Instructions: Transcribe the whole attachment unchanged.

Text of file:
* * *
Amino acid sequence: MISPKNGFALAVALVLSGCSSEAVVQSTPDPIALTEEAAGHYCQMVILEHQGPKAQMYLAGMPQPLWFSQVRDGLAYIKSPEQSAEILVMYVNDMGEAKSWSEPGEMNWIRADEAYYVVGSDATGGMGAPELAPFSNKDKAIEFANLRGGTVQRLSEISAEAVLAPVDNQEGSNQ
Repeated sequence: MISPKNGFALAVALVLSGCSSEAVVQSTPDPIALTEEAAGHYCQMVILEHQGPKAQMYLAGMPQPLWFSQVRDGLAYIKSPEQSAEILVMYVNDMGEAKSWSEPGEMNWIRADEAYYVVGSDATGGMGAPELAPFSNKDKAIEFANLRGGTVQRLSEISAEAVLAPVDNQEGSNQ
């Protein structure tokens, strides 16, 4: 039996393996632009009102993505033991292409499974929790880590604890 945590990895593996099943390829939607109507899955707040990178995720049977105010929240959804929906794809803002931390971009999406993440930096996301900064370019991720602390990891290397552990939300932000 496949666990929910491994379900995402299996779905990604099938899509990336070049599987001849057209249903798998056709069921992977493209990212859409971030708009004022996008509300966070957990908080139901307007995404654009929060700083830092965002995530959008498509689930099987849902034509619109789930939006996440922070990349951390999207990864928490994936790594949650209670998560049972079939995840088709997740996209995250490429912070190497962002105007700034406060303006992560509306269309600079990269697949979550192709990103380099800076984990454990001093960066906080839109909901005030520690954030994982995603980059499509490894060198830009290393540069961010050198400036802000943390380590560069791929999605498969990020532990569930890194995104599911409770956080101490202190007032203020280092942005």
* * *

Amino acid sequence: MISPKNGFALAVALVLSGCSSEAVVQSTPDPIALTEEAAGHYCQMVILEHQGPKAQMYLAGMPQPLWFSQVRDGLAYIKSPEQSAEILVMYVNDMGEAKSWSEPGEMNWIRADEAYYVVGSDATGGMGAPELAPFSNKDKAIEFANLRGGTVQRLSEISAEAVLAPVDNQEGSNQ
Repeated sequence: MISPKNGFALAVALVLSGCSSEAVVQSTPDPIALTEEAAGHYCQMVILEHQGPKAQMYLAGMPQPLWFSQVRDGLAYIKSPEQSAEILVMYVNDMGEAKSWSEPGEMNWIRADEAYYVVGSDATGGMGAPELAPFSNKDKAIEFANLRGGTVQRLSEISAEAVLAPVDNQEGSNQ
């Protein structure tokens, strides 16, 4: 039996393996632009009102993505033991292409499974929790880590604890 945590990895593996099943390829939607109507899955707040990178995720049977105010929240959804929906794809803002931390971009999406993440930096996301900064370019991720602390990891290397552990939300932000 496949666990929910491994379900995402299996779905990604099938899509990336070049599987001849057209249903798998056709069921992977493209990212859409971030708009004022996008509300966070957990908080139901307007995404654009929060700083830092965002995530959008498509689930099987849902034509619109789930939006996440922070990349951390999207990864928490994936790594949650209670998560049972079939995840088709997740996209995250490429912070190497962002105007700034406060303006992560509306269309600079990269697949979550192709990103380099800076984990454990001093960066906080839109909901005030520690954030994982995603980059499509490894060198830009290393540069961010050198400036802000943390380590560069791929999605498969990020532990569930890194995104599911409770956080101490202190007032203020280092942005």